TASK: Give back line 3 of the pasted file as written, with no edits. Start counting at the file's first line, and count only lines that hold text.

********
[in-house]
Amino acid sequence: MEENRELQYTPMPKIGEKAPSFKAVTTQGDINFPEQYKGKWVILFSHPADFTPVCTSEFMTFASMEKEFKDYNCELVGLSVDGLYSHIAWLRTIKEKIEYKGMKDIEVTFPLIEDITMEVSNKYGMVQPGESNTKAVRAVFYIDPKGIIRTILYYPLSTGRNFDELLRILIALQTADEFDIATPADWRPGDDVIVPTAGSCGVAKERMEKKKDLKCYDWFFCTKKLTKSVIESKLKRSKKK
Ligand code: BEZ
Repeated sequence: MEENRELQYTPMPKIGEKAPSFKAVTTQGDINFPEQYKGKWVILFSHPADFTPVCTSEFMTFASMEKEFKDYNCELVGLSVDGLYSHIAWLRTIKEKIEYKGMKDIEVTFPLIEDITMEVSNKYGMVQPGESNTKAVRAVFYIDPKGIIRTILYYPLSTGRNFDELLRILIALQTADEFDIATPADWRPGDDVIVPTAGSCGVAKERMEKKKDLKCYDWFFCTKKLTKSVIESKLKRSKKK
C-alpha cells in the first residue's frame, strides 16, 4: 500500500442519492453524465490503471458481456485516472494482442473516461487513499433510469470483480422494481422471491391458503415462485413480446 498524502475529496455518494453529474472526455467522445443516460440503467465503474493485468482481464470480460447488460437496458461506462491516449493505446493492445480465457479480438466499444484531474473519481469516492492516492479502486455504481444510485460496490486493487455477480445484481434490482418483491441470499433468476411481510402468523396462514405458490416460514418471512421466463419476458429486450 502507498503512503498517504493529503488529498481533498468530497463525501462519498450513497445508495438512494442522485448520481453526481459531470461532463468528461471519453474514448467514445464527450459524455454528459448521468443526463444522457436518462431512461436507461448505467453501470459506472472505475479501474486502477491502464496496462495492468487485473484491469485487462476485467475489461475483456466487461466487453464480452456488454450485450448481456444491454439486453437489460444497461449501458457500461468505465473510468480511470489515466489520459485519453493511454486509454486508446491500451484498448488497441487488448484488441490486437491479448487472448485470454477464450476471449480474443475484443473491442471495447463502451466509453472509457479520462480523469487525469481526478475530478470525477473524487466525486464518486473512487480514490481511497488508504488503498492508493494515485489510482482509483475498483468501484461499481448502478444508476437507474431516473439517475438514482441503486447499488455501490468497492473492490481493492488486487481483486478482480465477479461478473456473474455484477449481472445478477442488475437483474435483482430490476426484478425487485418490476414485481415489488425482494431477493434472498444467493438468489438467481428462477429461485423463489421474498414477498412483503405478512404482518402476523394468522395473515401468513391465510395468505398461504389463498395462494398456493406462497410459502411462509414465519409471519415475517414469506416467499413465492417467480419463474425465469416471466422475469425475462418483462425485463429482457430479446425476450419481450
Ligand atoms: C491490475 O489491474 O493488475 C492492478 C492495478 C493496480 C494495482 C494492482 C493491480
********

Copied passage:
Ligand code: BEZ